Groundbreaking progress has been made in the prevention of mother-to-child transmission. However, these programs offer little or no HIV care for the mothers. The tragedy is that most of the children saved by MTCT programs are likely to be motherless by the time they can walk. Senator Bill Frist, physician, and leader in the fight against HIV/AIDS, attended the 14th International AIDS Conference in Barcelona, July, 2002, and was quoted as saying:

“People realize today that when you knock out an entire generation of productive people, the teachers, the military, the people who support the civil institutions of the elected officials, which is what’s happening in many countries around the world, you do create 10 million orphans in Africa, going to 40 million, orphans who don’t have mentors, who don’t have the structure of civil society or of discipline. As we address this issue of increasing terrorism over time, clearly, we have to be concerned when we have what could be a lawless society. … We have what I believe is the greatest moral challenge of our time.”

In December 2001, United Nations Secretary General Kofi Annan met with leaders from several private philanthropic foundations including the Bill and Melinda Gates, the William and Flora Hewlett, the Robert Wood Johnson and other foundations, and announced a major program called the MTCT-Plus Initiative which is being administered by the Columbia University’s Mailman School of Public Health.

The Initiative is one program doing groundbreaking work on addressing the orphan issue. The Mailman School’s MTCT-Plus Initiative has already committed $50 million to target 40 sites in eight African and Asian countries to extend care beyond just the blocking of vertical transmission of HIV/AIDS from the mother to the child.

All of the Initiative’s sites have MTCT programs where currently pregnant women are offered HIV testing, and if they are positive they are offered one or two pills of antiretroviral medicine to prevent mother-to-child transmission. The “Plus” in the MTCT-Plus Initiative goes further by extending care to mothers, giving them antiretrovirals continuously, as well as care for tuberculosis and other infections commonly incurred with HIV infection.

MTCT-Plus will provide antiretroviral drug treatment and life-long care to more than 10,000 pregnant HIV-infected women, children, and other family members in a family-centered care model that can be replicated around the world, decreasing the chances of a child growing up as an orphan. The MTCT-Plus Initiative is presently supporting HIV/AIDS care and treatment activities at 12 demonstration sites – eleven of them in sub-Saharan Africa and one in Thailand.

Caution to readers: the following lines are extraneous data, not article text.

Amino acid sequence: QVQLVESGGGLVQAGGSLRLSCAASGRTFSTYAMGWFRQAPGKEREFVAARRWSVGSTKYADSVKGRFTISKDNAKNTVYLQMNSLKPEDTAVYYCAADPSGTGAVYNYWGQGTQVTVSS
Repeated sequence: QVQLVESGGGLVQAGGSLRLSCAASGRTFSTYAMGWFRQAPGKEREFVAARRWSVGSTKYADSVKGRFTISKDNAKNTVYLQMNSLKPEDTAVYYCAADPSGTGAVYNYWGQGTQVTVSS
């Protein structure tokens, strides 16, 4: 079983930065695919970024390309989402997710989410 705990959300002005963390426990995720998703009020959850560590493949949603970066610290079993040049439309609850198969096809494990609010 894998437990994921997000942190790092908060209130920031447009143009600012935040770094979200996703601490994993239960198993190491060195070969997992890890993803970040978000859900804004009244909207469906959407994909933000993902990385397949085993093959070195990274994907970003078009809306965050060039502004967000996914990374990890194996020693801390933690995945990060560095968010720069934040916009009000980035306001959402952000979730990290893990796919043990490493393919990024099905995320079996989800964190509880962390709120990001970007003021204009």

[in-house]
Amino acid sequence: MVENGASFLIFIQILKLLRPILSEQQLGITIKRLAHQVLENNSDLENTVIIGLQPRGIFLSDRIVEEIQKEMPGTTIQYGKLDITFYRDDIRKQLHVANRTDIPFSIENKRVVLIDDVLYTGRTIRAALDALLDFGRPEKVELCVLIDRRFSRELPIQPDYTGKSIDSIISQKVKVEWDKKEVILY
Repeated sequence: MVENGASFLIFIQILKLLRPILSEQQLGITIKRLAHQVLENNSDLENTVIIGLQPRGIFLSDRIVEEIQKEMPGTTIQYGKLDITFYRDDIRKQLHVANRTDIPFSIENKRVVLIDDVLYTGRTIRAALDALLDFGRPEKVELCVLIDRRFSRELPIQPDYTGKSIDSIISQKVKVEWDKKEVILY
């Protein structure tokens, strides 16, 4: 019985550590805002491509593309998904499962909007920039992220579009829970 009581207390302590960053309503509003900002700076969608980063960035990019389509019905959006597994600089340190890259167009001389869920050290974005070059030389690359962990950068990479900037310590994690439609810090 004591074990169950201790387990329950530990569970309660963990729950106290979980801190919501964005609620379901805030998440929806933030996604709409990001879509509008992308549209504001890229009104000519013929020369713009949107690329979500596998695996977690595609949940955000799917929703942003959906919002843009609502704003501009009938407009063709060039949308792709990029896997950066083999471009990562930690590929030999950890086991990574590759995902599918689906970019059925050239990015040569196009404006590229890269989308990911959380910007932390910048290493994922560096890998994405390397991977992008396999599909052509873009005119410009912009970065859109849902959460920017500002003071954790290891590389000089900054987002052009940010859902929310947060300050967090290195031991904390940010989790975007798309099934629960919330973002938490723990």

It is important to note that Senate Majority Leader Bill Frist is an original cosponsor of Senator Kennedy’s bill S 2649, the International AIDS Treatment and Prevention Act of 2002, which was favorably reported out of the Senate Health, Education, Labor and Pensions Committee in the last Congress. This bill supports initiatives like the MTCT-Plus Initiative in its section titled “Family Survival Partnerships.” The Senate bill provides $75 million over two years to

“Support, through public-private partnership, for the provision of medical care and support services to HIV positive parents and their children identified through existing programs to prevent MTCT of HIV in countries with or at risk for severe HIV epidemic with particular attention to resource constrained countries...”

Other cosponsors of the Frist/Kennedy bill include Senators Santorum and DeWine, as well as my California colleague Senator Feinstein.

The House International Relations Committee is scheduled to markup up HR 1298 which has in Section 315 of that bill a similar provision for a family survival partnership pilot program.

Providing $75 million to the MTCT-Plus Initiative would expand the program in a number of ways to provide treatment to additional patients at existing sites where the demand for care and treatment greatly exceeds the current capacity to deliver such care. The Initiative does not reinvent the wheel; it uses current programs and infrastructure and with additional funding would expand the services at existing demonstration sites.

Mr. Chairman and Ranking Member Lowey, I would like to add one more point, about the importance of addressing HIV/AIDS in the interest of women around the world.

In early March in my office, I met with Madame Jeannette Kagame, the First Lady of the Republic of Rwanda. We discussed the HIV/AIDS pandemic in Africa, its disproportionate impact on women and children; it was this critical issue that gave the impetus to her starting the “African First Ladies’ Alliance Against HIV/AIDS” with other First Ladies of Africa. First Lady Kagame reiterated at our meeting what she had said at the Global Health Council Conference in May 2002. Speaking for other African countries ravaged by HIV/AIDS, she referred to the MTCT-Plus Initiative as the “family package” program.

Furthermore, at the 14th International AIDS Conference in Barcelona, July, 2002, Peter Piot, the Joint Director of UNAIDS, attended the announcement of the Mailman School’s MTCT-Plus Initiative, and called it

“Pioneering, because for once we will be able to say that it will be women who benefit first from a technology, a new initiative.”

I close my remarks underscoring the urgency. If we do not fund the MTCT-Plus Initiative now, it will be too late to tell the millions who are being infected and who are dying that help is on the way for them and for their children. I respectfully request this be given priority consideration for FY 2004.

Thank you for your time and your consideration of HR 1145 and HR 1485.